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Why Shanghai needs new financial products
December 8, 2009 / 10:48 AM / 8 years ago

Why Shanghai needs new financial products

SHANGHAI (Reuters) - Last January, China’s Pure Heart Asset Management Co took a radical step to guard itself against a possible crash in China’s domestic A-share market, liquidating all of its five domestic funds.

<p>An investor takes photos in front of an electronic board with stock information at a brokerage house in Shanghai November 24, 2009. REUTERS/Stringer</p>

But the privately managed firm took a different tack with its Hong Kong-based hedge fund, choosing to keep the operation open. The reason, said a company spokesman, was partly because it was able to use financial instruments unavailable on the mainland.

The firm has since opened a second fund in Hong Kong and has shifted its headquarters to the former British colony.

Pure Heart’s move underlines one of the factors behind Hong Kong’s strength as an international financial hub -- the availability of risk-mitigating derivatives. Shanghai, for the most part, lacks these tools, a major shortcoming as sophisticated investors seek to manage risks in the country’s increasingly open and volatile financial markets.

“If you’re building a wooden house, simple tools are enough,” said Joseph Ho with French bank Societe Generale (SocGen) in Hong Kong. “But if you construct a skyscraper, you need more advanced equipment.”

China’s central government vowed in March to make Shanghai a global financial centre by 2020, sending a clear signal that there’s little time to lose in deregulating the country’s capital markets.

“China should introduce a basic set of derivatives by 2015, and spend the next five years increasing liquidity, sorting out problems and improving rules and regulations,” said John Tan, China head of Global Markets at Standard Chartered.

Those derivatives include options and swaps in bond and foreign exchange markets and margin trading and short selling in the stock market.

For a graphic on the derivatives gap between Hong Kong and Shanghai: here

STILL WAITING

The global financial crisis is one reason market participants haven’t seen such products yet. The role of complex derivatives in last year’s financial train wreck has made Beijing wary.

Street protests by Chinese investors who lost money on a Shanghai-listed warrant product last year also triggered fears that fast-paced innovation would lead to social unrest.

“The financial crisis has stopped a lot of things, because China is rethinking its model after the Western systems in the U.S. and Europe probably failed in many aspects,” said Pascal Sefrin, China head of corporate and investment banking at SocGen.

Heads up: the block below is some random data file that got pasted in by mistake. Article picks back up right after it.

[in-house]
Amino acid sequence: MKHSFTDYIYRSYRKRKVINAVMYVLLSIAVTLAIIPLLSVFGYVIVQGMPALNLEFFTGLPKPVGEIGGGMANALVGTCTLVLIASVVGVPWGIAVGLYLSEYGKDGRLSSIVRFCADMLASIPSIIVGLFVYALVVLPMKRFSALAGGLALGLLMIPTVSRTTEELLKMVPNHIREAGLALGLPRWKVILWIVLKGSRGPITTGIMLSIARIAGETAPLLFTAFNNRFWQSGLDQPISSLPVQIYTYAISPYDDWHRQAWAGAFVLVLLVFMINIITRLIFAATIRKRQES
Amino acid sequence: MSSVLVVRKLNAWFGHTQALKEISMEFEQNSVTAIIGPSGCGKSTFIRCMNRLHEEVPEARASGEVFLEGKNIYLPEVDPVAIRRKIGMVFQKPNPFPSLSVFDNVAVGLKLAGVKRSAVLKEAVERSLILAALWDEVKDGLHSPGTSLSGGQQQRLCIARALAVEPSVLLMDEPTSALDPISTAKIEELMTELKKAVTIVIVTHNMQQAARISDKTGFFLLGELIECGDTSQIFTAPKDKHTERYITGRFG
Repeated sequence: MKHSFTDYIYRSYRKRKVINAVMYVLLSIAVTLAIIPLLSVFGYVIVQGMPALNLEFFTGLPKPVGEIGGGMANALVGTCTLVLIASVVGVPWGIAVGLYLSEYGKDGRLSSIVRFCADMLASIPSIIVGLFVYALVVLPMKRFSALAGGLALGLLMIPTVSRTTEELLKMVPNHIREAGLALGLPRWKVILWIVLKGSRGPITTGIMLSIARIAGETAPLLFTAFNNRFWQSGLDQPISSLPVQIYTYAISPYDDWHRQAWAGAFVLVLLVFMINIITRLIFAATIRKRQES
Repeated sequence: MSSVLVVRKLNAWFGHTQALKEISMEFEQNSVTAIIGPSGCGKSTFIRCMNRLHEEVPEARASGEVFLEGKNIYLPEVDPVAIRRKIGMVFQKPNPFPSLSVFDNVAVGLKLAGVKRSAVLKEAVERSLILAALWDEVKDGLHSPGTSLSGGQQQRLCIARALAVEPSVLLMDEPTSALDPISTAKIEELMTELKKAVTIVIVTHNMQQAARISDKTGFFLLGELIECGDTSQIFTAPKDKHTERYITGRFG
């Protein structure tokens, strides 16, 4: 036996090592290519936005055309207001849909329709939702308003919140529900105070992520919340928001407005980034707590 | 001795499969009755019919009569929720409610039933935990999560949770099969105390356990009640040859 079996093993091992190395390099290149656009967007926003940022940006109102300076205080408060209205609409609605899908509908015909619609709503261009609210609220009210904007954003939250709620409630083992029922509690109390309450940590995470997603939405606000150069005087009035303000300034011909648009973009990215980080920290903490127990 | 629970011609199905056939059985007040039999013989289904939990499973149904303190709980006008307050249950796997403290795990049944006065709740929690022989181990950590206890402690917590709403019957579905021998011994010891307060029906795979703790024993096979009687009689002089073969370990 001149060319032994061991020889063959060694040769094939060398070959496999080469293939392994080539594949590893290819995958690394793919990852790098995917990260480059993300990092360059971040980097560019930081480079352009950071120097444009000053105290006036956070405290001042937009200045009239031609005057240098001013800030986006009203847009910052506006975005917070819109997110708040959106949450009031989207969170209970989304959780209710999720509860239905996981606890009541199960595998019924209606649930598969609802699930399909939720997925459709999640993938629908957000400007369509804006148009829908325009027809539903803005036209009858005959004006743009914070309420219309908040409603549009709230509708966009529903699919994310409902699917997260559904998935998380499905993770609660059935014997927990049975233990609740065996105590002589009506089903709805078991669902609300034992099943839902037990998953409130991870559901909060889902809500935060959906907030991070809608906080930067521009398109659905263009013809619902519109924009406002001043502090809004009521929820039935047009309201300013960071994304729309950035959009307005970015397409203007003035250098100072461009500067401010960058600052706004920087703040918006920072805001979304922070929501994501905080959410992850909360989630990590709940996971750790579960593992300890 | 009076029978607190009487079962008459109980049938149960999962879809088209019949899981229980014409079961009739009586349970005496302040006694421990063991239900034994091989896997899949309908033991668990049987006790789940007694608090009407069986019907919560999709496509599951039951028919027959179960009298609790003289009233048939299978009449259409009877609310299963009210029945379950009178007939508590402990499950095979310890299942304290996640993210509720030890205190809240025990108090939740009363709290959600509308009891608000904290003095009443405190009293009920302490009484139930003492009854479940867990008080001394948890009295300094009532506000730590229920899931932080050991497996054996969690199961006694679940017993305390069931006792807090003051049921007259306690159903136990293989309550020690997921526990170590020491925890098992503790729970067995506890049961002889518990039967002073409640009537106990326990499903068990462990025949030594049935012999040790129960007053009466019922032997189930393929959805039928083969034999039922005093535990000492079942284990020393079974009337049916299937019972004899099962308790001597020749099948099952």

Until such changes come through, however, many aspects of Shanghai’s financial markets won’t develop quickly.

Consider the importance of index futures.

Shanghai set up the China Financial Futures Exchange three years ago to prepare for the introduction of index futures, cash-settled futures contracts on the value of stock market indexes. The plan has been held back, though, along with proposals for margin trading and short selling.

“These are very fundamental tools, without which the only thing you can do when stock prices are excessively high is to sell,” said Gao Zijian, analyst at Oriental Securities Co. “Long-term investors such as funds need such tools to hedge risks, especially in China’s volatile market.”

In addition to helping the market price securities more efficiently, the change would help create a domestic hedge fund industry that could be worth trillions of yuan, said Tang Xuan, an analyst at the Shanghai Stock Exchange.

In a sign that investors welcome such innovations, China’s stock market rose more than 3 percent on Nov 30 after a senior Shanghai Stock Exchange official said that time is ripe for the launch of index futures.

China’s interbank market also lacks financial tools to help companies manage foreign exchange risks. That matters because as Chinese companies venture abroad, their currency risk increases. Those risks could be better managed with yuan options, which would give companies the right to buy foreign currencies at a pre-agreed exchange rate on a specific date.

In the bond market, China could help develop derivatives by easing government control on interest rates, thus giving market players more incentive to hedge risks, Standard Chartered’s Tan said.

Despite efforts to liberalise interest rates, loans are still priced according to benchmark rates set by the central bank, rather than by the interbank market, which partly explains sluggish trading in the domestic interest rate swap (IRS) market.

“One doesn’t need to hedge risks if interest rates are set by the government, so you need to give more power back to the market to develop IRS,” Tan said.

Richard Wu, Hong Kong-based portfolio manager of RCM, a unit of Allianz Global Investors, agrees.

“If you look at financial centres such as Hong Kong or Singapore, really successful innovations and derivative products are not directed by the government,” Wu said.

“The government’s role is to build a good infrastructure, but the last thing it should do is to tell people what to do and when to do it.” (US$1=6.832 Yuan)

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